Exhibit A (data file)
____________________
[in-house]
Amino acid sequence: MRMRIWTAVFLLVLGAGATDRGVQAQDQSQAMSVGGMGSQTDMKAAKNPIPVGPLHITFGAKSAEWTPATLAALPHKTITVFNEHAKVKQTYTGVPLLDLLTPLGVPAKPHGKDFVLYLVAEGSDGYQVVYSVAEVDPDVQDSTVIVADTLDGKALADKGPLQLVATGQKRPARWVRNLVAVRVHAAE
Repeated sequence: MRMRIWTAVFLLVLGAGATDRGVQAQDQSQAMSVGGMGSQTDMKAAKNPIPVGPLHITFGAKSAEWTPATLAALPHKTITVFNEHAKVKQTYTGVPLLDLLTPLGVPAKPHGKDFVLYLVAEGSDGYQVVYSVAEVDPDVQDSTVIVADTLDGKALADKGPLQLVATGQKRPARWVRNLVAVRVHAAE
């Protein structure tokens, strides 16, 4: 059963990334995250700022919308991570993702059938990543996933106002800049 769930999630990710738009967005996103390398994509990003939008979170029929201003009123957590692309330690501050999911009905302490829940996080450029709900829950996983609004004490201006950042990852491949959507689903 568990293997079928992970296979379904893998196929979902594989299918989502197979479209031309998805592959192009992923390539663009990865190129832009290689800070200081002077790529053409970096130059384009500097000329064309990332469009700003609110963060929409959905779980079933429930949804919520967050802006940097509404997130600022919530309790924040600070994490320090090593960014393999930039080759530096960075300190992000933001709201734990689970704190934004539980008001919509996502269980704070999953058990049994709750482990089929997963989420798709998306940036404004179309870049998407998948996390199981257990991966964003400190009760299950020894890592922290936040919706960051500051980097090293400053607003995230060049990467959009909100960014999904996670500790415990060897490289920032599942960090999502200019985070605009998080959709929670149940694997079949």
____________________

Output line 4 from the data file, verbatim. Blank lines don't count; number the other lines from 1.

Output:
């Protein structure tokens, strides 16, 4: 059963990334995250700022919308991570993702059938990543996933106002800049 769930999630990710738009967005996103390398994509990003939008979170029929201003009123957590692309330690501050999911009905302490829940996080450029709900829950996983609004004490201006950042990852491949959507689903 568990293997079928992970296979379904893998196929979902594989299918989502197979479209031309998805592959192009992923390539663009990865190129832009290689800070200081002077790529053409970096130059384009500097000329064309990332469009700003609110963060929409959905779980079933429930949804919520967050802006940097509404997130600022919530309790924040600070994490320090090593960014393999930039080759530096960075300190992000933001709201734990689970704190934004539980008001919509996502269980704070999953058990049994709750482990089929997963989420798709998306940036404004179309870049998407998948996390199981257990991966964003400190009760299950020894890592922290936040919706960051500051980097090293400053607003995230060049990467959009909100960014999904996670500790415990060897490289920032599942960090999502200019985070605009998080959709929670149940694997079949």